narrow for any car and on between crumbling buildings decorated with
graffiti. Doors were chained shut; a window gaped emptily. When the
street widened again, she walked beside him and slipped a hand into
his hip pocket. Simon said, “Sometimes when people feel guilty they
“Guilty for what?”
“I don’t know.”
“What is it, shy guy?”
“You’re acting—” He grimaced and pantomimed grabbing his own ass.
“You don’t like it?”
“I didn’t say I didn’t like it.”
“Aren’t we married?”
“Aren’t we?” His voice got up and away from him. A big valve some-
where behind his ribs flexed erratically.
Anny had stopped. Simon walked ahead. She said his name. He
stopped and turned but did not move any further. She looked toward a
point over his shoulder. “I have an apple in the apple tree.”
“Cabbage in the cabbage patch. Bun in the oven. I was going to tell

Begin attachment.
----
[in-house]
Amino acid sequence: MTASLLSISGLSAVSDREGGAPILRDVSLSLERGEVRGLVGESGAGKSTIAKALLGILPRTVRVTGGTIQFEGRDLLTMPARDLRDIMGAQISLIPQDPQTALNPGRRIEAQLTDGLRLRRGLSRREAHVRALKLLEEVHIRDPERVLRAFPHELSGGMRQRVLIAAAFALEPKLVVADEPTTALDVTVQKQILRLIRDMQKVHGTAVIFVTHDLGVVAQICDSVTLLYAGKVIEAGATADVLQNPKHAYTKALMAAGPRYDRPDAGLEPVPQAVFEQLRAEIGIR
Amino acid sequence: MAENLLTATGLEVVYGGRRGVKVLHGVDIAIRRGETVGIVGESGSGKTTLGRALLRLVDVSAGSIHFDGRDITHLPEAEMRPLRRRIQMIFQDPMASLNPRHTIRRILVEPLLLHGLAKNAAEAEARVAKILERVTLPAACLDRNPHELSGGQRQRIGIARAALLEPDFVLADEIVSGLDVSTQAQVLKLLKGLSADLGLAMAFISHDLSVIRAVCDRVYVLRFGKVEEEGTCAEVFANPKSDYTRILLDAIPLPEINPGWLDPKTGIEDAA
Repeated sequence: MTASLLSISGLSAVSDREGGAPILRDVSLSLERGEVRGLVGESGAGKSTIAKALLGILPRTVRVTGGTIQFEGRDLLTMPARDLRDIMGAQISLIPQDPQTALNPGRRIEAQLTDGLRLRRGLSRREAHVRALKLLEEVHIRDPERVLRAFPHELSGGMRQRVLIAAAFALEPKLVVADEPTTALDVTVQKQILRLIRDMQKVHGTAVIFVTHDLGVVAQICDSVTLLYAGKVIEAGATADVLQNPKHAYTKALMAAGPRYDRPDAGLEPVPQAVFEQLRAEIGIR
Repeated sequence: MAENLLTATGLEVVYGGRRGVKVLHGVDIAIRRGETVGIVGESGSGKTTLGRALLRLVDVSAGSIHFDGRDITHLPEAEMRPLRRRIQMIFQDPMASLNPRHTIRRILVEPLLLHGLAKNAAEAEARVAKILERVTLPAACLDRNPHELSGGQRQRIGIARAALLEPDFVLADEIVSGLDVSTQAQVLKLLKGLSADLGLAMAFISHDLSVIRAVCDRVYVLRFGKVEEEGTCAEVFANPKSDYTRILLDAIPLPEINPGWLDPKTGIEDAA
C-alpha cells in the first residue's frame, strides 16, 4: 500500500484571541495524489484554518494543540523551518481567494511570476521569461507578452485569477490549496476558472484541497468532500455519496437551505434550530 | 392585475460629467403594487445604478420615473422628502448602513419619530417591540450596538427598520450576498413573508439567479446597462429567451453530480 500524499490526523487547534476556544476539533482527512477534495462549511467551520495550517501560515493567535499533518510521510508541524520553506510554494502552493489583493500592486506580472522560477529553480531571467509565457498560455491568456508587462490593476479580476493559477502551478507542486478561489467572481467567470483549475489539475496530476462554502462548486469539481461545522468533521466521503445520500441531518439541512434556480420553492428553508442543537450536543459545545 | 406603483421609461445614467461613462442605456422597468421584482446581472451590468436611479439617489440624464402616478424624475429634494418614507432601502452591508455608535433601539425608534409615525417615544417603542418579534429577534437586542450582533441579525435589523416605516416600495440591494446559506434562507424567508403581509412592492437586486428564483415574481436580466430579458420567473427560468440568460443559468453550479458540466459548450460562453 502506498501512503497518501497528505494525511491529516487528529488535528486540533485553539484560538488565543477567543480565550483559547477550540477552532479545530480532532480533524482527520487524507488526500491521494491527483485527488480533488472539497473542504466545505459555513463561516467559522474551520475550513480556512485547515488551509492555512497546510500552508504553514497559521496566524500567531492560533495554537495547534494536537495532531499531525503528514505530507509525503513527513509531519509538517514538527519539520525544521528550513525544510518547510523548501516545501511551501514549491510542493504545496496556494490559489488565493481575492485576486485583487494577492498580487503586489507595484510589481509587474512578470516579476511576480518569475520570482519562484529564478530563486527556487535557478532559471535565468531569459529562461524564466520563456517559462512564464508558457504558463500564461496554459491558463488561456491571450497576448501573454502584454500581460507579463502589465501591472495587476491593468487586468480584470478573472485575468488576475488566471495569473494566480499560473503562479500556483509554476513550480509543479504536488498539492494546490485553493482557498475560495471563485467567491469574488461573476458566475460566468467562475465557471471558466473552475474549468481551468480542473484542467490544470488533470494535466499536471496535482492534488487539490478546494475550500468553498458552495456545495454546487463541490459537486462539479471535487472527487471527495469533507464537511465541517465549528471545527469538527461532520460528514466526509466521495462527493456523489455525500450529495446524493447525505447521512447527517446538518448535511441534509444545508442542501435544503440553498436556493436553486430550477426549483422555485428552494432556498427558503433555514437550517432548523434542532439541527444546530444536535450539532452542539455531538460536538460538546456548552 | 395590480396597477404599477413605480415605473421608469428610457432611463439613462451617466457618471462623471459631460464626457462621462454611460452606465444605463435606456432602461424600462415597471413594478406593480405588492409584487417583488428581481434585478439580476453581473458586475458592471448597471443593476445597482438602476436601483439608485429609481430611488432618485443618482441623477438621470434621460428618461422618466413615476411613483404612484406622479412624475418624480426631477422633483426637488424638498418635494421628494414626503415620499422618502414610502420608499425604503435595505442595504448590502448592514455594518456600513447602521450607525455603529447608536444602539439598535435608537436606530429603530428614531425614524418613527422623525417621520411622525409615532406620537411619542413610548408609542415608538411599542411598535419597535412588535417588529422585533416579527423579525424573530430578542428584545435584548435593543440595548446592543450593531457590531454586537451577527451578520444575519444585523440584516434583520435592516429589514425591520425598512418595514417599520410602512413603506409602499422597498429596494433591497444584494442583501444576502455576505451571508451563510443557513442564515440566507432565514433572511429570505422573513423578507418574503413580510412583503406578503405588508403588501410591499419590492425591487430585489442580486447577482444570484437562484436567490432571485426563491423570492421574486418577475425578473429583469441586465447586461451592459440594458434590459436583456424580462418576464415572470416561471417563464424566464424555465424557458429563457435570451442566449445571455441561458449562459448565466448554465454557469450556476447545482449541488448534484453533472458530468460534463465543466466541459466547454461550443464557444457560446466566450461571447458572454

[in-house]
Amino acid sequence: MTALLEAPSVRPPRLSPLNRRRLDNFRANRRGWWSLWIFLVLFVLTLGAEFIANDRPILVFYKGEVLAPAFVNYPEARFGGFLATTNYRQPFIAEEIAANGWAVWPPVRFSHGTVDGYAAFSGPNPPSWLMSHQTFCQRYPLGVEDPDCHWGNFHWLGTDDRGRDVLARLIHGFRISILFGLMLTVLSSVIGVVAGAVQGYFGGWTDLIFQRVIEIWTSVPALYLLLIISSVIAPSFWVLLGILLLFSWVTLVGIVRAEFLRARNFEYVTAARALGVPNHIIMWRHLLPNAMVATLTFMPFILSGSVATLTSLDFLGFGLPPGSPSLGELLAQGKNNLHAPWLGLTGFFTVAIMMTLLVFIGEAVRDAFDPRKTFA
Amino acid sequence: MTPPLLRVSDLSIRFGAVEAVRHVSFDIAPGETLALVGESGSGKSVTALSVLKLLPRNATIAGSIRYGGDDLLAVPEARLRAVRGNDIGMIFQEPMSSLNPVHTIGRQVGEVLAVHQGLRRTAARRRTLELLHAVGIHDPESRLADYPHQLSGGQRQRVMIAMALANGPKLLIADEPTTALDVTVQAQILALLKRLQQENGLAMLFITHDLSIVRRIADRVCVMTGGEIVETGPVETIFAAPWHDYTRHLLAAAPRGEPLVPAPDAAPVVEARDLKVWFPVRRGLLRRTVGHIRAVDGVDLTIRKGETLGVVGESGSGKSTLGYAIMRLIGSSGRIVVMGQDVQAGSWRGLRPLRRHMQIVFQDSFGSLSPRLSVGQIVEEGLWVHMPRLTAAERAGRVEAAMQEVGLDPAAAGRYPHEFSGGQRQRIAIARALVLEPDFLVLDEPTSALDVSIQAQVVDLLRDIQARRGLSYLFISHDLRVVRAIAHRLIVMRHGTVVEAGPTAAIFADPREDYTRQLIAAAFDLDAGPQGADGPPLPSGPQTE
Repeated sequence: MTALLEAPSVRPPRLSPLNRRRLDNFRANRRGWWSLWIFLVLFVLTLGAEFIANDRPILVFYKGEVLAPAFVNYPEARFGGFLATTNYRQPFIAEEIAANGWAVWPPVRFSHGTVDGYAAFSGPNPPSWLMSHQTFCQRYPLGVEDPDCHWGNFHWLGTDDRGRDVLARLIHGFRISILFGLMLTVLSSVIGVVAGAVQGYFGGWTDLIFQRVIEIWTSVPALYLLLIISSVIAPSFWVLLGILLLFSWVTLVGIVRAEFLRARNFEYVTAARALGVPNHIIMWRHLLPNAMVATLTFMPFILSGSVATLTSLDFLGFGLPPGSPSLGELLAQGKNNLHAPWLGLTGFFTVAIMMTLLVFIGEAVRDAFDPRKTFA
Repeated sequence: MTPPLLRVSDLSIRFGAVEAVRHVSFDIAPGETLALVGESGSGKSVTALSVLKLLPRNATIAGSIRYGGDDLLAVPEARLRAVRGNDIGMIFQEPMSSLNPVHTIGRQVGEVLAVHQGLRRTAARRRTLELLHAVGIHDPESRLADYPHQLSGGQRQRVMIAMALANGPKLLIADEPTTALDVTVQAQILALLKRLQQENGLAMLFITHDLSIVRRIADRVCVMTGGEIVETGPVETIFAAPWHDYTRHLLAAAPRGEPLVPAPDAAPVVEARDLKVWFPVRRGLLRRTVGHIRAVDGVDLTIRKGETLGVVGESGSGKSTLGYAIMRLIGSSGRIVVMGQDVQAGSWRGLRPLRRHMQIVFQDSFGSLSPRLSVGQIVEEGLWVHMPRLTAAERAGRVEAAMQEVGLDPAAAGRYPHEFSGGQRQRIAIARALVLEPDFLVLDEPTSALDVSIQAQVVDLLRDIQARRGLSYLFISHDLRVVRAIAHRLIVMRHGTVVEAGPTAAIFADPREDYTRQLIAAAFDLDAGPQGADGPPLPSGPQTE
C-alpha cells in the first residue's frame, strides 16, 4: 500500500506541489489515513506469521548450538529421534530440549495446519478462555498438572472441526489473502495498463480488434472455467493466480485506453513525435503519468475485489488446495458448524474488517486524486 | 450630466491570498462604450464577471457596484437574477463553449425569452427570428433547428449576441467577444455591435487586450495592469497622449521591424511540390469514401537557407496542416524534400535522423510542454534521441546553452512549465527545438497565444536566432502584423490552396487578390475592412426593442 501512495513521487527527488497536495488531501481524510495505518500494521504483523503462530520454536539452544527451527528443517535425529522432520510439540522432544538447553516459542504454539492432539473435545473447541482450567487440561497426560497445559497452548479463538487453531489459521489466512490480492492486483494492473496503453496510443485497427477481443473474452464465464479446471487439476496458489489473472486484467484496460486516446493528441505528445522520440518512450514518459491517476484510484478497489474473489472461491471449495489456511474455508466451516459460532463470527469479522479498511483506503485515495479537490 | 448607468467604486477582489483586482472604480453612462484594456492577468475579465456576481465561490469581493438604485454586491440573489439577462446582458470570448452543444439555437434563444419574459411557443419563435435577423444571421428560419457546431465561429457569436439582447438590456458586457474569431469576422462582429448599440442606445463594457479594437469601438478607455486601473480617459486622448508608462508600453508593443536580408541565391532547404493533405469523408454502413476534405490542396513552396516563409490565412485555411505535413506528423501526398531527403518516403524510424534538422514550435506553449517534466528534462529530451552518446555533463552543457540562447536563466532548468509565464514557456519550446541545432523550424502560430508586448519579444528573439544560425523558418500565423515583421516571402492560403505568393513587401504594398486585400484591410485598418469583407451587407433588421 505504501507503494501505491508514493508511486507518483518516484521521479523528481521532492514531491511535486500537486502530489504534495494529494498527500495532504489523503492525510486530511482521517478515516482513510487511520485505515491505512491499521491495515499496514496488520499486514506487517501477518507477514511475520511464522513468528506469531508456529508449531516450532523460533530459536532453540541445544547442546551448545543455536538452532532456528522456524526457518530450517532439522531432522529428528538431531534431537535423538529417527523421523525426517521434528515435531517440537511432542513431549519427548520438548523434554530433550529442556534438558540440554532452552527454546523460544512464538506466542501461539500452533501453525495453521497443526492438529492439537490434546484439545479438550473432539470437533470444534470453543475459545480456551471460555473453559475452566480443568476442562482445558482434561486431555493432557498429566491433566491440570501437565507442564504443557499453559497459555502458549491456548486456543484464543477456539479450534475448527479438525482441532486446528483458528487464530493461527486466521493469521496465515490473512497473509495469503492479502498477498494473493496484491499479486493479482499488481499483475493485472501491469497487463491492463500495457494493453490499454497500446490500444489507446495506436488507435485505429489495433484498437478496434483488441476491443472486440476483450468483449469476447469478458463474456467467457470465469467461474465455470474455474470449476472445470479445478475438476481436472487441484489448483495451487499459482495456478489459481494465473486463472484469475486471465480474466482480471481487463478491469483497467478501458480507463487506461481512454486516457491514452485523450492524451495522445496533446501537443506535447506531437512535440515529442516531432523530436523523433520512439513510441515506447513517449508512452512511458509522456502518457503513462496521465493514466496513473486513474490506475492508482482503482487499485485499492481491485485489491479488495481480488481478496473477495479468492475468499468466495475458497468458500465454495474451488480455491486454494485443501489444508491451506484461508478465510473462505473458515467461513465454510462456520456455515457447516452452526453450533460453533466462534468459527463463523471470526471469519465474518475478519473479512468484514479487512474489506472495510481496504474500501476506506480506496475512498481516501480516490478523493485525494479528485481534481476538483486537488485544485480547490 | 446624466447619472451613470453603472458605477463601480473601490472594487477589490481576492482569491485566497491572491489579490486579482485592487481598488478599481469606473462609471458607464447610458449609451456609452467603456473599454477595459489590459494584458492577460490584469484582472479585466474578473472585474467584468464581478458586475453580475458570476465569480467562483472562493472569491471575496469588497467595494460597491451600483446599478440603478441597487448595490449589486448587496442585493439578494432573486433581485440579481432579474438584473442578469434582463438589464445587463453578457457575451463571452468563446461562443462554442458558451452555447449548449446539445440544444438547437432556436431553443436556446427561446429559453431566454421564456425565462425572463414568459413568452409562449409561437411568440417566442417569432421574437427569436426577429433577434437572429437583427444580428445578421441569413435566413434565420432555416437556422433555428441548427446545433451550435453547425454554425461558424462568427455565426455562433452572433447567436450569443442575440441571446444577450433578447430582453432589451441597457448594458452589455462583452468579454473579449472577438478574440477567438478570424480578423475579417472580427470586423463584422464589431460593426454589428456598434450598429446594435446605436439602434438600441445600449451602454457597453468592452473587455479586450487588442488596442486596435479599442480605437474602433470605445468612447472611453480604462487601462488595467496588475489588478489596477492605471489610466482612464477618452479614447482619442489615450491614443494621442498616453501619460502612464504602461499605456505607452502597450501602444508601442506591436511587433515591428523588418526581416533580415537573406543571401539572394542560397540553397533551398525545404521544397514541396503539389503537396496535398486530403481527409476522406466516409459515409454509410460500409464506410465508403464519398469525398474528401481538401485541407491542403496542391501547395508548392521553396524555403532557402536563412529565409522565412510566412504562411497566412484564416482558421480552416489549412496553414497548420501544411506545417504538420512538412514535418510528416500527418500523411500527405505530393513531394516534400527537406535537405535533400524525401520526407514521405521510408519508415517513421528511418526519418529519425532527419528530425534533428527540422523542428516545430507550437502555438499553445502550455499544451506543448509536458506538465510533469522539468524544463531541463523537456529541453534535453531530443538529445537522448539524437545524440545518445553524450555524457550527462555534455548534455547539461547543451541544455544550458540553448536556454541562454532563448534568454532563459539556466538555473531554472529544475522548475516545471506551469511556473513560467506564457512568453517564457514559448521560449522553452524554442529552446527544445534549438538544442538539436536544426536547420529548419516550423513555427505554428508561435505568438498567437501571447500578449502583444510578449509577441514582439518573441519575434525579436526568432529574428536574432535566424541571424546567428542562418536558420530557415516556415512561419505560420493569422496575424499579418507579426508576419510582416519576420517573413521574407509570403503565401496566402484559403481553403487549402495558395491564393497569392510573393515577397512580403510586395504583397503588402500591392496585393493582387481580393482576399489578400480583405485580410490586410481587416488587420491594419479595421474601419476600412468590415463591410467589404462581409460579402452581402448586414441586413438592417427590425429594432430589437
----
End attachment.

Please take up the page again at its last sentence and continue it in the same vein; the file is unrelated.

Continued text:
you later tonight—”
“I know.” She laughed. She came forward into him and laughed and
hunched up and talked with her face on his chest. “It surprised the living
shit out of me, too.” She hadn’t really believed it, she said. She’d wanted
to go home to talk to a doctor and be sure. She talked then ramblingly
of number of weeks and delivery date, of the schedule of her periods and
size of her breasts and how the doctor had told her to avoid unpasteur-
ized cheese, which would be nearly impossible here.
Simon stared off, hardly following. His first thought was Great,
another Dennis. Yet he felt elated. Why? Why? All he could think was
that a baby was not a Dennis. He began laughing. He told her he loved
her. He cried a little.
“This was meant for us, I think.” She circled her hands on her belly.
“I feel like I was waiting for this without knowing it. I have to be careful. I don’t want to jinx it. They say, after forty, all sorts of elevated risks,
abnormalities. But I have a feeling this is going to be OK, it’s going to be